International vaccination strategy needed to save lives, summit hears

Written by Emily Waterfield on 12 September 2019 in News

"We have done better than yesterday, but there is still a lot we have to do," said former President of Tanzania Jakaya Mrisho Kikwete, discussing the importance of boosting international vaccination rates.

Photo credit: Press Association

Kikwete, who is also an ambassador for Gavi, the Vaccine Alliance, was speaking at the world's first Global Vaccination Summit in Brussels with EU and international health experts, who discussed how to improve access to and understanding of immunisation programmes.

"First, we have to have a responsive population, people who are aware and are ready to take their children for immunisation," Kikwete told the conference, adding, "But these vaccines also have to be available in poor countries, and that is the responsibility of governments."

The World Health Organization (WHO) estimates that every year 1.5 million children die from diseases that could have been prevented through vaccination.


A recent EU survey showed an increasing reluctance to vaccinate children in developed countries, a phenomenon known as "vaccine hesitancy." But all speakers at the closing session of the summit agreed that in poor countries, the reason for low vaccination rates is not hesitancy, but rather low availability of and access to vaccines.

Elhadj As Sy, secretary general at the International Federation of Red Cross and Red Crescent Societies, said, "We talk about weak health care systems and often there is no healthcare system. There are so many children who should go to school and there is often no school."

Soraya Narfeldt, chief executive officer of African construction and logistics service provider RA International, added that there was often simply no infrastructure to deliver vaccines to poor regions. "How can we deliver vaccines in regions where there are no roads?" she asked.

Peter Salama, an executive director at the WHO, said it was vital to develop new ways of reaching the world's unvaccinated children. "We need a fundamental shift. Unless we find those unreached children, I am afraid [vaccination rates] are going to stagnate globally."

“Unless we find those unreached children, I am afraid [vaccination rates] are going to stagnate globally” Peter Salama, WHO

A shift in global population trends also means that the most vulnerable communities are no longer all living in remote rural areas, the conference heard.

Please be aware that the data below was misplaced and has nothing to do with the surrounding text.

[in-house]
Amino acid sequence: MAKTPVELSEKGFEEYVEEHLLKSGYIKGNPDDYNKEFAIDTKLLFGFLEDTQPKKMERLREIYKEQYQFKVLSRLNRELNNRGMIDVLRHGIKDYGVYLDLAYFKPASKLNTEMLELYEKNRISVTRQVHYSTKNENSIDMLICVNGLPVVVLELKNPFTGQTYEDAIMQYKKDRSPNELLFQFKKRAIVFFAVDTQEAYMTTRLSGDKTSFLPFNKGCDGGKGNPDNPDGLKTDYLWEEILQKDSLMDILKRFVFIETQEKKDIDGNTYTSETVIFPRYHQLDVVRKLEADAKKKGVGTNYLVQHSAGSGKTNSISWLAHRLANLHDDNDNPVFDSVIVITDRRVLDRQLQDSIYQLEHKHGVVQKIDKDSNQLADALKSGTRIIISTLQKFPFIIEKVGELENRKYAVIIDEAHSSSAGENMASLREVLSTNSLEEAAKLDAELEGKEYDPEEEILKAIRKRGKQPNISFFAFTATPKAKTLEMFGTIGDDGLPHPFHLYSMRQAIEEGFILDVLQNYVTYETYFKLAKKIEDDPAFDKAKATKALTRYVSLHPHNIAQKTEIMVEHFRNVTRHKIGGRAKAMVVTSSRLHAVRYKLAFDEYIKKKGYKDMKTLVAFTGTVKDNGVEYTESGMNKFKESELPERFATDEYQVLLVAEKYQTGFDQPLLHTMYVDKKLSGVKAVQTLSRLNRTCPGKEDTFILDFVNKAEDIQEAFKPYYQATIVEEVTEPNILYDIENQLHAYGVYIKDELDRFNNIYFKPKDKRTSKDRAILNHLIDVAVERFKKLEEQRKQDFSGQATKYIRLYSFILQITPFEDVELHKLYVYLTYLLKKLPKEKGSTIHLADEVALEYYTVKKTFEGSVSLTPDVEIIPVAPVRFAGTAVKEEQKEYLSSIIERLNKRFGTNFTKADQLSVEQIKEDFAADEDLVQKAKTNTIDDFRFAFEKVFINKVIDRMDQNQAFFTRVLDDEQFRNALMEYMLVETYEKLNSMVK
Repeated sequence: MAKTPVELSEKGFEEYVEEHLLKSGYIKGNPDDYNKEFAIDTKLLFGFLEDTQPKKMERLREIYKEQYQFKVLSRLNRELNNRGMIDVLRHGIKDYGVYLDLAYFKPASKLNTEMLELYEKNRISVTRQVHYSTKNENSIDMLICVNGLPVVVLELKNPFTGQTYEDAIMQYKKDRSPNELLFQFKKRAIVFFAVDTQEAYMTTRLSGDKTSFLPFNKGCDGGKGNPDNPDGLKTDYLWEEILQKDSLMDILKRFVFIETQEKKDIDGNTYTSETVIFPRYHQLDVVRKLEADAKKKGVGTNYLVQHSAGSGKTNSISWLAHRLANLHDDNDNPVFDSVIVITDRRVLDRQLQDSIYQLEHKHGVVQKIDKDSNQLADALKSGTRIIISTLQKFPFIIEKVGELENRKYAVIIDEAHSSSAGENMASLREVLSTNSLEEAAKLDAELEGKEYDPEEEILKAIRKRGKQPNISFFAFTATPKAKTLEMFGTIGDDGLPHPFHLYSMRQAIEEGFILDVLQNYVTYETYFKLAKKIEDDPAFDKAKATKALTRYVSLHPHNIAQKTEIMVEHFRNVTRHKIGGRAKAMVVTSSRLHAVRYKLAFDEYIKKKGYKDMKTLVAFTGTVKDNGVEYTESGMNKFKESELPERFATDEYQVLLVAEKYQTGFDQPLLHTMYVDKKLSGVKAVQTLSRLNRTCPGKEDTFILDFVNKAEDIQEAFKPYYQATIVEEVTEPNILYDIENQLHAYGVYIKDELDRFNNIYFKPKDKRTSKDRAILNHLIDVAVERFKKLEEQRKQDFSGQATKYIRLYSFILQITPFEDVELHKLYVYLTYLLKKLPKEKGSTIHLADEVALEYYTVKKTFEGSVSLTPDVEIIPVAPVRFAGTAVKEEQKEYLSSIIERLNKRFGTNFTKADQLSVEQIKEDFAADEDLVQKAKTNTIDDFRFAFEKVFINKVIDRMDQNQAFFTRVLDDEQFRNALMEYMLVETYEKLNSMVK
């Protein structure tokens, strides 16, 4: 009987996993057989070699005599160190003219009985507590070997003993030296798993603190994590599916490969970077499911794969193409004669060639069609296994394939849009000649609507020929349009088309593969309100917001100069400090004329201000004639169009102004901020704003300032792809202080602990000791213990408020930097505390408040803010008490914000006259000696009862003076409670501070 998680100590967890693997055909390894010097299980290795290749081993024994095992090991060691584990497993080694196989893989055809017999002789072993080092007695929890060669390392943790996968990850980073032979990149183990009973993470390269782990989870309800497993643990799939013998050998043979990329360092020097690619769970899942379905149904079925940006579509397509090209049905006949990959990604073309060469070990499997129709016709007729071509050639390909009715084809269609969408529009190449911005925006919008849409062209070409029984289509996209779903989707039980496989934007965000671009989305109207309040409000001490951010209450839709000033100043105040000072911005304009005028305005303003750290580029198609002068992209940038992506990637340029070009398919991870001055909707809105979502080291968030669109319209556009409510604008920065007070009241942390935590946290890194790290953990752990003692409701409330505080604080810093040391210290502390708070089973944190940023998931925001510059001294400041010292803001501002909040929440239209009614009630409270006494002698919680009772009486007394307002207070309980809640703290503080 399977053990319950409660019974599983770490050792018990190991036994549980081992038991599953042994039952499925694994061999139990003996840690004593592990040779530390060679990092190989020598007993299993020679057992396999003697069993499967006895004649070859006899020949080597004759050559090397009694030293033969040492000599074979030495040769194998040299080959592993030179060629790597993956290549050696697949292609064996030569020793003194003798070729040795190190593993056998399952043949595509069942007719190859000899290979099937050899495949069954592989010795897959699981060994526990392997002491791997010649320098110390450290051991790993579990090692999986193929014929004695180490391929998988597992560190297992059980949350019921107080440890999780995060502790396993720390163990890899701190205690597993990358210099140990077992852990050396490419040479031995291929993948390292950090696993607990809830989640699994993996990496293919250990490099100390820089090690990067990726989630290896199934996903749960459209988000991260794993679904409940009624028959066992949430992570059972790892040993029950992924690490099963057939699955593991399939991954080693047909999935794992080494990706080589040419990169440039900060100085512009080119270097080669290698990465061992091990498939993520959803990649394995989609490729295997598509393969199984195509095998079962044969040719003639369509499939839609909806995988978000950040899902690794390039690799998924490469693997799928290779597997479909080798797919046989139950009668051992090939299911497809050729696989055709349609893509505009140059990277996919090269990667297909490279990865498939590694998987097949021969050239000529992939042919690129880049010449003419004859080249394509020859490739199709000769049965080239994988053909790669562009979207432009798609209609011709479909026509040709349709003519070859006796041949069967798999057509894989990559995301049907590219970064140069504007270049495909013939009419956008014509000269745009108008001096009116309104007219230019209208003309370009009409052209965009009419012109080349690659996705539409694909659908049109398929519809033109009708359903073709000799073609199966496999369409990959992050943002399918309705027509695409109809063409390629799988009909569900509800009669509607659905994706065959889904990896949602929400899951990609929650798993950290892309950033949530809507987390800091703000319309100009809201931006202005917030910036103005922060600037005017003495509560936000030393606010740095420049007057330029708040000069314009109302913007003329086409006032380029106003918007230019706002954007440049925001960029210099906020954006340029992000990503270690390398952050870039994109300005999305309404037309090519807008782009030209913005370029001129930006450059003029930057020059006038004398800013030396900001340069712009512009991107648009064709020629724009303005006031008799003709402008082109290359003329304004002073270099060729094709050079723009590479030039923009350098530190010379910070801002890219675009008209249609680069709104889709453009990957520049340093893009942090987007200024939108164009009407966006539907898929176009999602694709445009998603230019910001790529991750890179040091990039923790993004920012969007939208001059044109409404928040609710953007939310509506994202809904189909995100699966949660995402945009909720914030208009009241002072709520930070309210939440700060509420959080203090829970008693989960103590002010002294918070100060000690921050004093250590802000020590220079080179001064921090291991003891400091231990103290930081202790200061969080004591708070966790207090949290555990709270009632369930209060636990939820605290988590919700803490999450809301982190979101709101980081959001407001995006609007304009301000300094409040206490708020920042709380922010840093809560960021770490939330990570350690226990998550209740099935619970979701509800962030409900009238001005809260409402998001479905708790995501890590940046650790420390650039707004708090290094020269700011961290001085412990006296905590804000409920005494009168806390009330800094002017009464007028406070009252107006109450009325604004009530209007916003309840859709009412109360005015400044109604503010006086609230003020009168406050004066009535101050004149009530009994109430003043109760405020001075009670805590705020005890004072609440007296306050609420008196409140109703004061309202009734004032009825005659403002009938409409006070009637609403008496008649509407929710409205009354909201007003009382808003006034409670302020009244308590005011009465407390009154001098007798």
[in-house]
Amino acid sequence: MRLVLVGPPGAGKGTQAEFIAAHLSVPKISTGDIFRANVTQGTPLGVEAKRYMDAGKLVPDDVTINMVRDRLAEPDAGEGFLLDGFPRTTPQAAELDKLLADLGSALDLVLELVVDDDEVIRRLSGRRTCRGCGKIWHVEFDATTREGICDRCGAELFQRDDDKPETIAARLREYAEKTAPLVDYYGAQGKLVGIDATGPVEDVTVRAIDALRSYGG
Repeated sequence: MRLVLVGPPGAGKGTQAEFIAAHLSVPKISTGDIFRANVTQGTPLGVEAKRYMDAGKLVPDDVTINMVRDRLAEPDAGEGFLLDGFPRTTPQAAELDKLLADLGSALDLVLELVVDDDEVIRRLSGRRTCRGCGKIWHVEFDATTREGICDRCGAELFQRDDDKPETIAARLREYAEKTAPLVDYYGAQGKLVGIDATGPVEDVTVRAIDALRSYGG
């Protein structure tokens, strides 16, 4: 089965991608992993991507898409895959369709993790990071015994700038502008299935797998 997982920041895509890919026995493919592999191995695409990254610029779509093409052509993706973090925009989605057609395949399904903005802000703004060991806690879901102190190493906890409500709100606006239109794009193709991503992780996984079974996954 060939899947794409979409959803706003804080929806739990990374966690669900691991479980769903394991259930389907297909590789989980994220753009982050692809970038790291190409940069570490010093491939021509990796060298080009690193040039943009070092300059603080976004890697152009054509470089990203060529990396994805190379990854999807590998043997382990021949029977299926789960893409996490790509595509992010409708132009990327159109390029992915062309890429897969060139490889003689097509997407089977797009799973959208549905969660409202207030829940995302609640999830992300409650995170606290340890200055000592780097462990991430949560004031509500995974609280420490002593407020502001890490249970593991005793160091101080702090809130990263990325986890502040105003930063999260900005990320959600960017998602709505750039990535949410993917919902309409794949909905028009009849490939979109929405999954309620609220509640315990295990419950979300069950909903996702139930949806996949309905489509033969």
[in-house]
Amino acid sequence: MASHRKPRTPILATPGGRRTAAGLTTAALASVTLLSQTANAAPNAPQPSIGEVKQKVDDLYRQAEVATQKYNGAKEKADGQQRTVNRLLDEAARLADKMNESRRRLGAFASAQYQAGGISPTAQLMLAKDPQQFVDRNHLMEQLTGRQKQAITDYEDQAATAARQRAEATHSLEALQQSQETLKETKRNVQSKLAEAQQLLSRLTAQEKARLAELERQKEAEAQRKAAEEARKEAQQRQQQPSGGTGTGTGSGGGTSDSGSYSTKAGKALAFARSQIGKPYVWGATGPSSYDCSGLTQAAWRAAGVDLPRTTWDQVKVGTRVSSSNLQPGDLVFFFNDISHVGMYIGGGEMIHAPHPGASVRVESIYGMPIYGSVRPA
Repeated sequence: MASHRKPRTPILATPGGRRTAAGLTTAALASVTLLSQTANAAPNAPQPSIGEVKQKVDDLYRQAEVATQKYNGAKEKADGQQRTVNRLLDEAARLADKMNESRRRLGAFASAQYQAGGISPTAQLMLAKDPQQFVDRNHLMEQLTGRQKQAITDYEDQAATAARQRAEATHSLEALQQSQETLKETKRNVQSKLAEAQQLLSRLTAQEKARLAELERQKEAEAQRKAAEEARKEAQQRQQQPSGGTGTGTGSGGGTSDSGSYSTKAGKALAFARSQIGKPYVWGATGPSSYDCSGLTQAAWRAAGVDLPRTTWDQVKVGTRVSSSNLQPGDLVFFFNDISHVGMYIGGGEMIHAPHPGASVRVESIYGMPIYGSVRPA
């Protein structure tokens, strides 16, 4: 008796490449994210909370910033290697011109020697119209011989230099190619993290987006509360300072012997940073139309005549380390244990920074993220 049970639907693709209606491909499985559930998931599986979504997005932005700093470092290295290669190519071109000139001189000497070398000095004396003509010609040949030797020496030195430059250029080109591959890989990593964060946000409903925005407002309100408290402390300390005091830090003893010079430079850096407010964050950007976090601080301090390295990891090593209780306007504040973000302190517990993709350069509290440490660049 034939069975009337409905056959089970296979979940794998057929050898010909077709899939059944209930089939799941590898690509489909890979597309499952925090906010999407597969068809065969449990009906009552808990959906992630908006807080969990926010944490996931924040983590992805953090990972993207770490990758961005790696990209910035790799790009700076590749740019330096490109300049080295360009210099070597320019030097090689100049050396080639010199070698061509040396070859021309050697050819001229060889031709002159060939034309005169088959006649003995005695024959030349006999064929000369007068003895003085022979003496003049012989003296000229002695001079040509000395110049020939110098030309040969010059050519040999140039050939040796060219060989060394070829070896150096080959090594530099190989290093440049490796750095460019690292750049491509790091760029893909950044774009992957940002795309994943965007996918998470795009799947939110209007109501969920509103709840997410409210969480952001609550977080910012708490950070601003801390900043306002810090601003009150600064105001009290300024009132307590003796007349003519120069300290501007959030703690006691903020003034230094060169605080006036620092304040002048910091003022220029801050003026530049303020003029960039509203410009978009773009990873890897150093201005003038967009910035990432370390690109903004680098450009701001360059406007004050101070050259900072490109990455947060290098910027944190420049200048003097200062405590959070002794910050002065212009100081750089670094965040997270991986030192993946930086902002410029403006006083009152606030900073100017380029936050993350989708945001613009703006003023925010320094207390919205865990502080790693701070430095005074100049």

"The unvaccinated child is no longer just found among the rural poor," said Stefan Swartling Peterson, chief of health section at the United Nations Children’s Fund.

Attention also now needs to be focused on "the urban poor and the displaced," he added.

Despite the scale of the challenge, many speakers were hopeful that access to vaccination could be improved.

Seth Berkley, chief executive office of Gavi, the Vaccine Alliance, said there were "new technologies, new digital tools" that could in theory help get vaccines [to] where they are needed.”

"There are drone deliveries, there are mobile phones," he said. "Even with crude data you can figure it out, you can reach the unreached."

He said new vaccines were starting to be made available in the developing world, some of them for the most common childhood killers like diarrhoea.

"How can we deliver vaccines in regions where there are no roads?" Soraya Narfeldt, RA International

But "10 million children still aren't getting vaccines," he said. "Let's find them."

Joe Cerrell, managing director for Global Policy and Advocacy at the Bill and Melinda Gates Foundation, said the total eradication of polio was possible with the right vaccination strategy.

"We are assessing the battle plan and looking for what we need to do to go the last mile with polio," he said.

On the EU side, Marjeta Jager of the European Commission department for international cooperation and development, said the EU needed to understand the global reach of immunisation strategies.

"Every euro spent on vaccination has a broader impact on society,” she said.

About the author

Emily Waterfield is a freelance journalist based in Brussels

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